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Abstract:

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CEP Discussion Paper
Employee Stock Purchase Plans - Gift or Incentive? Evidence from a Multinational Corporation
Alex Bryson and Richard B. Freeman October 2014
Paper No' CEPDP1307:
Full Paper (pdf)

JEL Classification: J24; J33; J54; J63; M52


Tags: share ownership; job search; quits; sickness absence; effort; gift exchange; incentives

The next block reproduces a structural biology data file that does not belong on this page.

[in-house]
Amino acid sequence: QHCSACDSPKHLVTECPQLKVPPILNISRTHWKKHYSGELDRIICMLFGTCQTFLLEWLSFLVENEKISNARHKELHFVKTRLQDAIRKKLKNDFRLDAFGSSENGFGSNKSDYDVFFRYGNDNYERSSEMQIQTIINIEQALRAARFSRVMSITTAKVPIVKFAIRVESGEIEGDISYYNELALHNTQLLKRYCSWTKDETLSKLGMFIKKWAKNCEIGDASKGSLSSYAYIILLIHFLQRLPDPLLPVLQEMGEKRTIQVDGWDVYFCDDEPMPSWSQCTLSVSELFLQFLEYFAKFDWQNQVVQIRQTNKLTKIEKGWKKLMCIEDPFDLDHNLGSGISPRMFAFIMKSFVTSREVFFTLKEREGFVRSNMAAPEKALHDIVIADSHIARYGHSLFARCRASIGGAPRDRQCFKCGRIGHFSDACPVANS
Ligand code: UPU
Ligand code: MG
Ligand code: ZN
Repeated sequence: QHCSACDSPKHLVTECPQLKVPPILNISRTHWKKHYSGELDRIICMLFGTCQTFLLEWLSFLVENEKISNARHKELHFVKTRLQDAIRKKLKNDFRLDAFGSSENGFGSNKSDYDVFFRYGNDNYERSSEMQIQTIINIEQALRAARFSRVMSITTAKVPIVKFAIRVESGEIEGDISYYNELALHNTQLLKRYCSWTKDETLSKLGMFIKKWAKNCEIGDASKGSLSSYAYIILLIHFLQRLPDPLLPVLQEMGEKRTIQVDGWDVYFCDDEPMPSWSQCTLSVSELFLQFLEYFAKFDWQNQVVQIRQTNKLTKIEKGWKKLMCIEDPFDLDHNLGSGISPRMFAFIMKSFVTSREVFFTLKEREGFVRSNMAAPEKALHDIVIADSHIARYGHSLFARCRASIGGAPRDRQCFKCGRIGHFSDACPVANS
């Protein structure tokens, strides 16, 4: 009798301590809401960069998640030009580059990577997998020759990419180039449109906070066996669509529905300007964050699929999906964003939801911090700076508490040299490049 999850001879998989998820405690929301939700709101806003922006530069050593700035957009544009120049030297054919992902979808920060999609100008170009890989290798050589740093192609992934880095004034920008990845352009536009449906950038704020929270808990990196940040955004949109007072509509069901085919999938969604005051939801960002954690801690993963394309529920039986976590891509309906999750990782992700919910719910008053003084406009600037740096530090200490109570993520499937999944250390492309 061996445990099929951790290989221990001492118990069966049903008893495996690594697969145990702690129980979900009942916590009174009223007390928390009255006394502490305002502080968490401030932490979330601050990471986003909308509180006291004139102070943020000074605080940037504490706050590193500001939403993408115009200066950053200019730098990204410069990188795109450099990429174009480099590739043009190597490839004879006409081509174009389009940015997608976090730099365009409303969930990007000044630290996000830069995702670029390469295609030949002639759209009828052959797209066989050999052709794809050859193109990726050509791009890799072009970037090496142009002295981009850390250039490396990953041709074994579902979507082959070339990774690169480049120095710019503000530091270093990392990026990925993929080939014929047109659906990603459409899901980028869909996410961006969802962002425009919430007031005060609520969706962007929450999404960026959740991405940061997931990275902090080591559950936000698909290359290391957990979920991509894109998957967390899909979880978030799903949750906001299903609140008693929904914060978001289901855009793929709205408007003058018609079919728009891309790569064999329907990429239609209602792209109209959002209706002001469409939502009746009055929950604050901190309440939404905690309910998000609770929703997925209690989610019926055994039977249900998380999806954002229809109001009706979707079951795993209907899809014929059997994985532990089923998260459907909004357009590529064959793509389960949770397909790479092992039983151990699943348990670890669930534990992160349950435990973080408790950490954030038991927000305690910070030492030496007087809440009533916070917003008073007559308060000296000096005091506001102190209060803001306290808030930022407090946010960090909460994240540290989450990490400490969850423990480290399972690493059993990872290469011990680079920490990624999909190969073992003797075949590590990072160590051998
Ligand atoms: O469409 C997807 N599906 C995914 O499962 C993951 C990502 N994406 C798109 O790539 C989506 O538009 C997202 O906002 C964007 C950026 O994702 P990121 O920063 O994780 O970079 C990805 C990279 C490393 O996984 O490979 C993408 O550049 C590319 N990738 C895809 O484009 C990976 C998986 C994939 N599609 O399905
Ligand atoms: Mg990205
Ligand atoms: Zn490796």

Many large listed firms offer workers the opportunity to buy shares in the firm at discounted rates through employee stock purchase plans (ESPP). The discounted rate creates a gift exchange, where the firm hopes that workers who accept the gift reciprocate with greater loyalty and effort. But ESPPs diverge from standard gift exchange or efficiency wage models. Employees have to invest some of their own money by purchasing shares at the discounted rate to accept the gift. A sizeable number choose to reject the gift. In addition, the value of the ESPP gift varies with the share price and thus with the performance of the firm and the effort of workers in total. For workers who buy subsidized shares, an ESPP sets up a group incentive pay system analogous to profit sharing, all-employee stock options, or an employment ownership scheme that makes part of workers' compensation depend on company performance.